Family Safety | Parenting | Pregnancy and New Baby

Seat Cycle: Local Moms’ Group Brings New Life to Old Car Seats

Recycling program keeps kids safe and offers families a green choice for used baby seats in Washington state

Brooke Graham Doyle was working toward combatting climate change as the North Seattle coordinator of the environmental nonprofit CoolMom when she encountered a sustainability problem of her own: Old car seats. 

“At that point, I had three kids in car seats,” Doyle says. “They were these big pieces of plastic, and I didn’t know what to do with them.”

When representatives from the environmental advocacy group Zero Waste Washington came to a CoolMom meeting to speak about recycling household electronics, Doyle and the CoolMoms saw the potential for a solution.

“We asked Zero Waste Washington if they had ever thought about recycling car seats, and it just wasn’t on their radar,” Doyle says. “So we said, ‘Let’s keep talking and see if together we could figure this out in the future.’”

The idea led to a partnership that supports and promotes options for car-seat recycling in King County today. The Old Car Seat, New Life Project, a joint effort by CoolMom and Zero Waste Washington funded by a grant from the Washington State Department of Ecology, began a pilot car-seat collection program at the Total Reclaim recycling facility in Seattle’s SoDo district this summer.

“We began hearing how many parents wanted an opportunity to recycle their car seats, and we knew that the recycling options were very limited,” says Suellen Mele, program director of Zero Waste Washington. “We wanted to create a recycling system that is convenient for families and that is sustainable over the long term.”

Anyone in the Puget Sound area can bring old car and booster seats to Total Reclaim as part of the Old Car Seat, New Life Project. Each car seat costs $5 to recycle if the cover, straps and soft foam have been removed. Seats that have not had their cover, straps and soft foam removed cost $7 to recycle.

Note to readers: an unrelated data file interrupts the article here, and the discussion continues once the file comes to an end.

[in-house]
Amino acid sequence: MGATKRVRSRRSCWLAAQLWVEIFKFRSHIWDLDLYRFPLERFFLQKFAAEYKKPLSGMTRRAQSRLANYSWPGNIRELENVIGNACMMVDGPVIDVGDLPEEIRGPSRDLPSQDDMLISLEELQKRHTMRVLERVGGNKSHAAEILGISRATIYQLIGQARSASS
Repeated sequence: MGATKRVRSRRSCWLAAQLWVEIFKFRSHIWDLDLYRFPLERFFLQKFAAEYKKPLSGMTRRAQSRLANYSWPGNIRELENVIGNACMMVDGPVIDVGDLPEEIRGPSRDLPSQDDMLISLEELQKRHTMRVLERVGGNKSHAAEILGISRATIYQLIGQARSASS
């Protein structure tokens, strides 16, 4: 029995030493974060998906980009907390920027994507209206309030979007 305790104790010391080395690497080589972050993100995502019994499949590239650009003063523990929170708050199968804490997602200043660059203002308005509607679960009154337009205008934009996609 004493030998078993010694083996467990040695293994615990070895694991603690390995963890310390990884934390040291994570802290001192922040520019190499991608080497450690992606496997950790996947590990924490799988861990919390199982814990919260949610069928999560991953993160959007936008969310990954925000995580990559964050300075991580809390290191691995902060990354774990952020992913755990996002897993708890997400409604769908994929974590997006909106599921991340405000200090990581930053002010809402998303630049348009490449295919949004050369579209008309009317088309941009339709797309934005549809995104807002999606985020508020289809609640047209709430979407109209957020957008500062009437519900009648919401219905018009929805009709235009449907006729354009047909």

“I’m interested and excited for this new program to take off,” says Craig Lorch, co-owner of Total Reclaim. “It’s something that hasn’t been around for awhile, and we’ll be working on developing it.”

Beyond car-seat recycling, the Old Car Seat, New Life Projects promotes the reuse of old car seats. Donation programs at organizations such as Westside Baby and Eastside Baby Corner accept old car seats and pass them on to families in need.

“We want to support the safe reuse of car seats,” says Mele. “If you know the seat hasn’t been in an accident or recalled, if it’s not expired, if you haven’t cleaned the straps with any harsh chemicals, then we think the seat can be reused safely.”

CoolMom and Zero Waste Washington plan to continue expanding opportunities for car-seat recycling throughout King County and Washington. In the future, they hope to encourage car-seat manufacturers to start recycling programs similar to Clek’s, a Canadian car-seat manufacturer that does its own car seat recycling in-house. Another option would be for manufacturers to participate in a regional recycling program.

“We’ve reached out to the major manufacturers, and some of them have shown interest in being part of a longer-term solution,” Doyle says. “I think there is a little bit of movement among the manufacturers to perhaps think about it collectively. We’re hoping to be part of that conversation as it moves forward.”

Aside from the Old Car Seat, New Life program at Total Reclaim, other options for car-seat recycling now exist in the region. Residents of Bellevue can bring their car seats to the front desk at the Republic Customer Care Center, while residents of Burien, SeaTac, Des Moines, Issaquah, Maple Valley and Carnation can recycle their car seats at their local Recology Cleanscapes Stores.

Up-to-date information and news about car seat reuse and recycling programs can be accessed on the Old Car Seat, New Life website.


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